Linda Cook review: ‘Come Play’ will give you monstrous chills

Local News

Want to have a great creepy time, even though Halloween is over?

It’s never too late – or too early – for a solid horror film. That’s just what “Come Play” is.

If you want to get an idea about the concept of the movie, watch Jacob Chase’s “Larry.” It’s only a few minutes long, and you can see it for free here:

Chase’s “Come Play” is an extension of the short movie. Its star is young by Azhy Robertson “Marriage Story” who is Oliver, a boy who can communicate only by selecting words on a screen.

In a clever nod to “The Shining,” Oliver acts, looks and is dressed much like the boy character in that iconic horror story.

From the get-go, we know that an entity will approach Oliver, who reads an online story called “The Misunderstood Monster.” The name of the creature, who has trouble making friends because he’s “different,” is Larry.

Larry, who gets his energy from electricity, can converse through screens on various devices, including smart phones and tablets. He wants to be Oliver’s friend, or so he says.

I love the idea of looking through a glass darkly, and seeing reflections of Larry in and around the characters in the story. Oliver’s parents bicker and plan to separate, leaving the frightened boy more isolated than ever.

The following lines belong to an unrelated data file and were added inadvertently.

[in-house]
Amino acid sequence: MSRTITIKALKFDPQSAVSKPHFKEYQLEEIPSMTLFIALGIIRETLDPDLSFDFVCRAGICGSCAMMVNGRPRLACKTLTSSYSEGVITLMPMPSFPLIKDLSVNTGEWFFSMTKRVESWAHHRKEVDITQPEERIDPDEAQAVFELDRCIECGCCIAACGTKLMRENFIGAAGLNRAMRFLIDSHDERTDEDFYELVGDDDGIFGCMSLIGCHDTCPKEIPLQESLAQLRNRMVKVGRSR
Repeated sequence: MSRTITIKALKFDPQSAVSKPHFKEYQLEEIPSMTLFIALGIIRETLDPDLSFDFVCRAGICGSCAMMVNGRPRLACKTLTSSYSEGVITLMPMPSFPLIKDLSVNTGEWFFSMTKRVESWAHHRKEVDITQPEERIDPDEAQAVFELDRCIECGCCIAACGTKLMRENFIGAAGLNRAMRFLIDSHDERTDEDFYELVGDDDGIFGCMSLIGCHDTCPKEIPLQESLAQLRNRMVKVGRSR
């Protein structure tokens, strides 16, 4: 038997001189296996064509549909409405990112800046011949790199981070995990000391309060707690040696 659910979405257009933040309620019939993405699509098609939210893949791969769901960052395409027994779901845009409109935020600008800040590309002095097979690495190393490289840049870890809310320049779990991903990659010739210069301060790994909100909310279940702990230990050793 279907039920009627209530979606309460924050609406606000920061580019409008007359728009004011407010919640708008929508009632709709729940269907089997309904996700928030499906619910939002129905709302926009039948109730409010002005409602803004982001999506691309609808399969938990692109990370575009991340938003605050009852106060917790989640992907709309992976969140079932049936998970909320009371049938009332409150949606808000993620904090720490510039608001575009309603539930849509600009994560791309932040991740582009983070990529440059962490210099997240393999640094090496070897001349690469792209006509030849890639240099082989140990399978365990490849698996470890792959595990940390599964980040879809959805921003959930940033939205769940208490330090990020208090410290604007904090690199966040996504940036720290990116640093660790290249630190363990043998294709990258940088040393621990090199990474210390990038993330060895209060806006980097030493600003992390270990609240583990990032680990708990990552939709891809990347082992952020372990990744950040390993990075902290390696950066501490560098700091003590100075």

There’s a little bit of “Poltergeist,” a touch of “Mama” and a smidgen of “The Babadook” in this one. That doesn’t make it derivative – it stands on its own as a story about the torment of an already-tormented boy.

I also liked the overall metaphor, which might be considered as a morality tale: What’s lurking behind those screens that beckon us at every hand?

It’s worth seeing, of course, on the big screen.

3 out of 4 stars

Rated: PG-13 for foul language, terrifying images and adult themes.

Running time: One hour and 45 minutes.

At Cinemark, Davenport, and the Blue Grass Drive-In.

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